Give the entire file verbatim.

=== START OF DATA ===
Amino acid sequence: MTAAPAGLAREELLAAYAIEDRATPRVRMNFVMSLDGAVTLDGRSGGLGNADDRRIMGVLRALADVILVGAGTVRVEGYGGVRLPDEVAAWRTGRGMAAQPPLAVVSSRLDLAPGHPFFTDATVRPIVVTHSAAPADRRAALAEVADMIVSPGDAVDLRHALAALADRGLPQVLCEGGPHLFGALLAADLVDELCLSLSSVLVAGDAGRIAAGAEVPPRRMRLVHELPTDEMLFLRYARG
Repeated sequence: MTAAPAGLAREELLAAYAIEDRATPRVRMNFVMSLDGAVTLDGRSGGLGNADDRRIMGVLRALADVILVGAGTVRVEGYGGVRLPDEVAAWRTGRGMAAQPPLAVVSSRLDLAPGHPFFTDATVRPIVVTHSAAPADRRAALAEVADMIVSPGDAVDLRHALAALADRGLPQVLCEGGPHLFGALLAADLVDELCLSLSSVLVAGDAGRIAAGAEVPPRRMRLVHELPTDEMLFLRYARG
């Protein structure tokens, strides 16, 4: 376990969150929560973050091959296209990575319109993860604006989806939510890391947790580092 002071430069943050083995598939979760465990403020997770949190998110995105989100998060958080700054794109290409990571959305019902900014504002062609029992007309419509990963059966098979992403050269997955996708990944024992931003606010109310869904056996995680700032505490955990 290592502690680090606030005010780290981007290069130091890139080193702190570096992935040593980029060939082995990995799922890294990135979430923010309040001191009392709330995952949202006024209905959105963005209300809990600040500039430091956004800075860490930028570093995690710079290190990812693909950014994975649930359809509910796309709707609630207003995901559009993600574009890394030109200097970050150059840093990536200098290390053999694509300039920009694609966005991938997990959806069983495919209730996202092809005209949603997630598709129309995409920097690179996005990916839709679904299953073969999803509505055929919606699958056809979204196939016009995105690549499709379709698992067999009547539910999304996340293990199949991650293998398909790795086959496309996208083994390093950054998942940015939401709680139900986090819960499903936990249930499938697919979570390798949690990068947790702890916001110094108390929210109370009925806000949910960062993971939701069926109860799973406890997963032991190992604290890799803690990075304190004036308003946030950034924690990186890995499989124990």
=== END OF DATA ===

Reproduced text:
Amino acid sequence: MTAAPAGLAREELLAAYAIEDRATPRVRMNFVMSLDGAVTLDGRSGGLGNADDRRIMGVLRALADVILVGAGTVRVEGYGGVRLPDEVAAWRTGRGMAAQPPLAVVSSRLDLAPGHPFFTDATVRPIVVTHSAAPADRRAALAEVADMIVSPGDAVDLRHALAALADRGLPQVLCEGGPHLFGALLAADLVDELCLSLSSVLVAGDAGRIAAGAEVPPRRMRLVHELPTDEMLFLRYARG
Repeated sequence: MTAAPAGLAREELLAAYAIEDRATPRVRMNFVMSLDGAVTLDGRSGGLGNADDRRIMGVLRALADVILVGAGTVRVEGYGGVRLPDEVAAWRTGRGMAAQPPLAVVSSRLDLAPGHPFFTDATVRPIVVTHSAAPADRRAALAEVADMIVSPGDAVDLRHALAALADRGLPQVLCEGGPHLFGALLAADLVDELCLSLSSVLVAGDAGRIAAGAEVPPRRMRLVHELPTDEMLFLRYARG
């Protein structure tokens, strides 16, 4: 376990969150929560973050091959296209990575319109993860604006989806939510890391947790580092 002071430069943050083995598939979760465990403020997770949190998110995105989100998060958080700054794109290409990571959305019902900014504002062609029992007309419509990963059966098979992403050269997955996708990944024992931003606010109310869904056996995680700032505490955990 290592502690680090606030005010780290981007290069130091890139080193702190570096992935040593980029060939082995990995799922890294990135979430923010309040001191009392709330995952949202006024209905959105963005209300809990600040500039430091956004800075860490930028570093995690710079290190990812693909950014994975649930359809509910796309709707609630207003995901559009993600574009890394030109200097970050150059840093990536200098290390053999694509300039920009694609966005991938997990959806069983495919209730996202092809005209949603997630598709129309995409920097690179996005990916839709679904299953073969999803509505055929919606699958056809979204196939016009995105690549499709379709698992067999009547539910999304996340293990199949991650293998398909790795086959496309996208083994390093950054998942940015939401709680139900986090819960499903936990249930499938697919979570390798949690990068947790702890916001110094108390929210109370009925806000949910960062993971939701069926109860799973406890997963032991190992604290890799803690990075304190004036308003946030950034924690990186890995499989124990």